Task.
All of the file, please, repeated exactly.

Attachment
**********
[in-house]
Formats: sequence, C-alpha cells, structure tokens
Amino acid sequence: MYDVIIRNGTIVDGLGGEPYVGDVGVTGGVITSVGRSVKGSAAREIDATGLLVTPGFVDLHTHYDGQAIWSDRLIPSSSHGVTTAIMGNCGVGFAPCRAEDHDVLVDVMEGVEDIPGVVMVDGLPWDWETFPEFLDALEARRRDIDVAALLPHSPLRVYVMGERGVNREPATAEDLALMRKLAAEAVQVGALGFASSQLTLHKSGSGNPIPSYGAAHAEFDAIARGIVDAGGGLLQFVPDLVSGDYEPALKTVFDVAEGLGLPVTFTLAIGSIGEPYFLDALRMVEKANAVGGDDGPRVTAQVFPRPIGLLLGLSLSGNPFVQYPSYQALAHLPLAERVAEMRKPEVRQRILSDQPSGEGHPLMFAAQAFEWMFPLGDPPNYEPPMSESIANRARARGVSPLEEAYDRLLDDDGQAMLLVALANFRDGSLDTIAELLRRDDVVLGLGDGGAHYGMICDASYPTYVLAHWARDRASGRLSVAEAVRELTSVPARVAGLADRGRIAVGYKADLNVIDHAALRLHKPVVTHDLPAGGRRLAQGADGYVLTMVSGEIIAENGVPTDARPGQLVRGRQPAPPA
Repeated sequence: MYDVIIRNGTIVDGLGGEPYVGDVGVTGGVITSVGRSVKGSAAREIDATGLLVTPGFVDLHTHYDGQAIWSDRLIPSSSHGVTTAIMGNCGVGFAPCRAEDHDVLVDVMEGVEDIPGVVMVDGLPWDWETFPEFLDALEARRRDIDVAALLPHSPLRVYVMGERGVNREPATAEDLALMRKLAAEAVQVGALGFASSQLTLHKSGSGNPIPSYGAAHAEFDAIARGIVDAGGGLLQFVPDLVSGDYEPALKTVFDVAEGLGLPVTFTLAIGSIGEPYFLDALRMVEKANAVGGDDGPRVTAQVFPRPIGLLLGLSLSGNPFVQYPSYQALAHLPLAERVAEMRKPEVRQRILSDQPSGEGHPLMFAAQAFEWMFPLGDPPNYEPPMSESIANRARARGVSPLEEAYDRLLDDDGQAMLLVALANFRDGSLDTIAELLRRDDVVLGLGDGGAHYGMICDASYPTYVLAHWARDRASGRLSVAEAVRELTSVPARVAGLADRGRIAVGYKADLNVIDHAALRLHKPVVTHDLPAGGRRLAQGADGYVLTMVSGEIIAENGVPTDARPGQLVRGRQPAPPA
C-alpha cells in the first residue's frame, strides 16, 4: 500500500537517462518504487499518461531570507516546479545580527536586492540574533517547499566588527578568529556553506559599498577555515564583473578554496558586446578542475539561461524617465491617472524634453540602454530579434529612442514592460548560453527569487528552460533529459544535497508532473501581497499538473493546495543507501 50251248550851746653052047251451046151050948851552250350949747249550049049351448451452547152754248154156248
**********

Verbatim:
[in-house]
Formats: sequence, C-alpha cells, structure tokens
Amino acid sequence: MYDVIIRNGTIVDGLGGEPYVGDVGVTGGVITSVGRSVKGSAAREIDATGLLVTPGFVDLHTHYDGQAIWSDRLIPSSSHGVTTAIMGNCGVGFAPCRAEDHDVLVDVMEGVEDIPGVVMVDGLPWDWETFPEFLDALEARRRDIDVAALLPHSPLRVYVMGERGVNREPATAEDLALMRKLAAEAVQVGALGFASSQLTLHKSGSGNPIPSYGAAHAEFDAIARGIVDAGGGLLQFVPDLVSGDYEPALKTVFDVAEGLGLPVTFTLAIGSIGEPYFLDALRMVEKANAVGGDDGPRVTAQVFPRPIGLLLGLSLSGNPFVQYPSYQALAHLPLAERVAEMRKPEVRQRILSDQPSGEGHPLMFAAQAFEWMFPLGDPPNYEPPMSESIANRARARGVSPLEEAYDRLLDDDGQAMLLVALANFRDGSLDTIAELLRRDDVVLGLGDGGAHYGMICDASYPTYVLAHWARDRASGRLSVAEAVRELTSVPARVAGLADRGRIAVGYKADLNVIDHAALRLHKPVVTHDLPAGGRRLAQGADGYVLTMVSGEIIAENGVPTDARPGQLVRGRQPAPPA
Repeated sequence: MYDVIIRNGTIVDGLGGEPYVGDVGVTGGVITSVGRSVKGSAAREIDATGLLVTPGFVDLHTHYDGQAIWSDRLIPSSSHGVTTAIMGNCGVGFAPCRAEDHDVLVDVMEGVEDIPGVVMVDGLPWDWETFPEFLDALEARRRDIDVAALLPHSPLRVYVMGERGVNREPATAEDLALMRKLAAEAVQVGALGFASSQLTLHKSGSGNPIPSYGAAHAEFDAIARGIVDAGGGLLQFVPDLVSGDYEPALKTVFDVAEGLGLPVTFTLAIGSIGEPYFLDALRMVEKANAVGGDDGPRVTAQVFPRPIGLLLGLSLSGNPFVQYPSYQALAHLPLAERVAEMRKPEVRQRILSDQPSGEGHPLMFAAQAFEWMFPLGDPPNYEPPMSESIANRARARGVSPLEEAYDRLLDDDGQAMLLVALANFRDGSLDTIAELLRRDDVVLGLGDGGAHYGMICDASYPTYVLAHWARDRASGRLSVAEAVRELTSVPARVAGLADRGRIAVGYKADLNVIDHAALRLHKPVVTHDLPAGGRRLAQGADGYVLTMVSGEIIAENGVPTDARPGQLVRGRQPAPPA
C-alpha cells in the first residue's frame, strides 16, 4: 500500500537517462518504487499518461531570507516546479545580527536586492540574533517547499566588527578568529556553506559599498577555515564583473578554496558586446578542475539561461524617465491617472524634453540602454530579434529612442514592460548560453527569487528552460533529459544535497508532473501581497499538473493546495543507501 50251248550851746653052047251451046151050948851552250350949747249550049049351448451452547152754248154156248